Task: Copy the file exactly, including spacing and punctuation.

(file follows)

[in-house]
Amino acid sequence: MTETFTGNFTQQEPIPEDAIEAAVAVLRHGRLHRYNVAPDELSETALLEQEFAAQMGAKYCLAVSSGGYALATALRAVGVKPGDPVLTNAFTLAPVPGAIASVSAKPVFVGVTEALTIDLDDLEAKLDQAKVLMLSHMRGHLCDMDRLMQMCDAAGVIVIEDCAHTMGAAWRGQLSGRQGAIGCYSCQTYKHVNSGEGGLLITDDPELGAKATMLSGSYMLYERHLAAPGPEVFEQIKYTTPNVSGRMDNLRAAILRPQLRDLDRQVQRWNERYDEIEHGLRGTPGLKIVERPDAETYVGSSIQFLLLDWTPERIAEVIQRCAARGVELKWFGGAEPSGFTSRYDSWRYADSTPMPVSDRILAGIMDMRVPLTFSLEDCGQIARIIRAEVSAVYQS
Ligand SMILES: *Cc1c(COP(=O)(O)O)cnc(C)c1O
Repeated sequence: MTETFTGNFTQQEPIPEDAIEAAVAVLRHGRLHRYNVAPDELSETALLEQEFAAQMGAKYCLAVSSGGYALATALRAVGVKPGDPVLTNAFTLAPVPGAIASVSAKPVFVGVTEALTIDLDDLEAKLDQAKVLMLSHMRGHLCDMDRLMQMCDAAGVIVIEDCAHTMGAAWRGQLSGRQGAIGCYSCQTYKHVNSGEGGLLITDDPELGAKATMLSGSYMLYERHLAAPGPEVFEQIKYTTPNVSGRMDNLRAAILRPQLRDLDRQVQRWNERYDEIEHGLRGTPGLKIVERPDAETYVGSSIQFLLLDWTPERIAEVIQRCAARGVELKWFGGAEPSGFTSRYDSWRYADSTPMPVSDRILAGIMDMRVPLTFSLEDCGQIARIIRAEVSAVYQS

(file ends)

[in-house]
Amino acid sequence: MTETFTGNFTQQEPIPEDAIEAAVAVLRHGRLHRYNVAPDELSETALLEQEFAAQMGAKYCLAVSSGGYALATALRAVGVKPGDPVLTNAFTLAPVPGAIASVSAKPVFVGVTEALTIDLDDLEAKLDQAKVLMLSHMRGHLCDMDRLMQMCDAAGVIVIEDCAHTMGAAWRGQLSGRQGAIGCYSCQTYKHVNSGEGGLLITDDPELGAKATMLSGSYMLYERHLAAPGPEVFEQIKYTTPNVSGRMDNLRAAILRPQLRDLDRQVQRWNERYDEIEHGLRGTPGLKIVERPDAETYVGSSIQFLLLDWTPERIAEVIQRCAARGVELKWFGGAEPSGFTSRYDSWRYADSTPMPVSDRILAGIMDMRVPLTFSLEDCGQIARIIRAEVSAVYQS
Ligand SMILES: *Cc1c(COP(=O)(O)O)cnc(C)c1O
Repeated sequence: MTETFTGNFTQQEPIPEDAIEAAVAVLRHGRLHRYNVAPDELSETALLEQEFAAQMGAKYCLAVSSGGYALATALRAVGVKPGDPVLTNAFTLAPVPGAIASVSAKPVFVGVTEALTIDLDDLEAKLDQAKVLMLSHMRGHLCDMDRLMQMCDAAGVIVIEDCAHTMGAAWRGQLSGRQGAIGCYSCQTYKHVNSGEGGLLITDDPELGAKATMLSGSYMLYERHLAAPGPEVFEQIKYTTPNVSGRMDNLRAAILRPQLRDLDRQVQRWNERYDEIEHGLRGTPGLKIVERPDAETYVGSSIQFLLLDWTPERIAEVIQRCAARGVELKWFGGAEPSGFTSRYDSWRYADSTPMPVSDRILAGIMDMRVPLTFSLEDCGQIARIIRAEVSAVYQS